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      Bill_W_1984

      Interesting article but from early May. I’d like to see this run again now. Doing the calculation in numbers of deaths and comparing to flu and other causes is a good way to look at it. But to look at it from other angles would also be helpful (I think my reasoning is ok here). If there really are 5-20 times as many people that are exposed and infected (even if mild) to Covid-19 virus, then another way of looking at the risk is what percent of people exposed in various age groups die. Of course, we would then also need good numbers for this for flu. Just another way of looking at it, but still would not change the fact that (if the numbers from today are the same as May 7th) this is more dangerous than flu at many ages but it would point to part of the reason it’s more dangerous is it is more contagious (and this has been affected by flu and pneumonia vaccines)

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    u.k.(us)

    I’ve tried to turn the music up so loud, that it drowns out the latest doomsday scenarios.
    Now I’m just getting pissed off.

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    David Maddison

    Today, few people understand or revere the free enterprise system or what little is left of it.

    Prof. Milton Friedman’s 1980 video series explaining how free enterprise works should be compulsory viewing in schools, universities, for politicians and the Sheeple. It is available free on YouTube.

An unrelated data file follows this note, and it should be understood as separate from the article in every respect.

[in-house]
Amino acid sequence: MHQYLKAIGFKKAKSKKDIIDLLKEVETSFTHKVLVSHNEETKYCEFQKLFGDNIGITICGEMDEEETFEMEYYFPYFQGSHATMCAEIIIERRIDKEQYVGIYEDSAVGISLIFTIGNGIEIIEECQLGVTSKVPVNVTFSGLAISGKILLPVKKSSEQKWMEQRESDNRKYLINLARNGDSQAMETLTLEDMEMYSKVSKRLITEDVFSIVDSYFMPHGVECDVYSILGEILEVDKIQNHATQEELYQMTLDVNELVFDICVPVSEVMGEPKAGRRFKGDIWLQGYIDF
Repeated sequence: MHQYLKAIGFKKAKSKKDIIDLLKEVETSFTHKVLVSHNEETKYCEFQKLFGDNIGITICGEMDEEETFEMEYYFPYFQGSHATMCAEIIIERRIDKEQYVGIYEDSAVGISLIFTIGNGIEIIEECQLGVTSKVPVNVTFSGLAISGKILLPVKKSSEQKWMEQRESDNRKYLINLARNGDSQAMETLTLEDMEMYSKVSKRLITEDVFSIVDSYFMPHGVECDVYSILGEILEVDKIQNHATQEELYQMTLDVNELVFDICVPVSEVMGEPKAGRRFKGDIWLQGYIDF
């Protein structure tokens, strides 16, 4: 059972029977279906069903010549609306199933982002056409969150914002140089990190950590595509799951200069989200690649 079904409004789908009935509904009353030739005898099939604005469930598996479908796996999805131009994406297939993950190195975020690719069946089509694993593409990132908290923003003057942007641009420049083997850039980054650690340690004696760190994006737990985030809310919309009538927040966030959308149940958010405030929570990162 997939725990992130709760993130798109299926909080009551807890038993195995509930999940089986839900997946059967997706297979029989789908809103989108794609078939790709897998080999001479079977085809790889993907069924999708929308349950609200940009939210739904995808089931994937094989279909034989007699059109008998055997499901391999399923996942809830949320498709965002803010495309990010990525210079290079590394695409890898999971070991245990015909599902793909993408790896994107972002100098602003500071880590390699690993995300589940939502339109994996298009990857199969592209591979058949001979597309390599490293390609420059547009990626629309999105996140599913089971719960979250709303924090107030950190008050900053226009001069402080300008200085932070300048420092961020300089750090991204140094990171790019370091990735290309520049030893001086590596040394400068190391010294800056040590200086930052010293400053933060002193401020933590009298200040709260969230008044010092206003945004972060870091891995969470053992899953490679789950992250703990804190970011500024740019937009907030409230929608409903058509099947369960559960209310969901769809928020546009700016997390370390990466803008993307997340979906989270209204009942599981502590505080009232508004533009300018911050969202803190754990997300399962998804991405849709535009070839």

https://www.youtube.com/playlist?list=PL0364ACCE6C7E9D8E

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    observa

    The problem with lockdowns and the massive economic cost is how much price do we put on saving a statistical life?
    As for our our own known life we would all want up to the world’s known resources spent on saving it because that’s what at stake for us as individuals but would we be prepared to incur the same Covid19 costs every flu season to remove that statistical risk? Clearly we don’t and now that it’s clear all the costs of trying to eradicate Covid have been in vain are we going to continue doubling down on the costs? That’s the conundrum now for those who still believe that ever more Gummint can protect us all from everything that goes bump in the night.

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      WXcycles

      Clearly we don’t and now that it’s clear all the costs of trying to eradicate Covid have been in vain are we going to continue doubling down on the costs?

      It has not been in vain at all, my State of QLD is almost completely free of COVID-19, most of Australia is in fact, and we’re living perfectly normal lives and the economy is almost fully functioning again here because we did in fact eliminate the virus. It has not been “in vain” at all.

      Lots of people above claim to be so over all the the ‘doom’ spreading, except many of them are actually the ones spreading a story of ‘doom’ and certain defeat, and that COVID-19 is unbeatable, which is “CLEARLY” false.

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    observa

    And as it becomes ever more abundantly clear that massive Gummint intervention has failed naturally the true believers have to ramp up the risk rhetoric.

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      WXcycles

      Except it hasn’t failed. It worked as hoped and envisioned wherever the proper procedures were put in place and followed through with. The only places it hasn’t work is where this didn’t happen and people broke the rules, as in Victoria.

      Snap out of it and quite spreading doomer-esque mumbo-jumbo in here, passed-off as factual remarks plus assorted false and fake ‘dilemmas’ thanks, “observa”.

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    Ross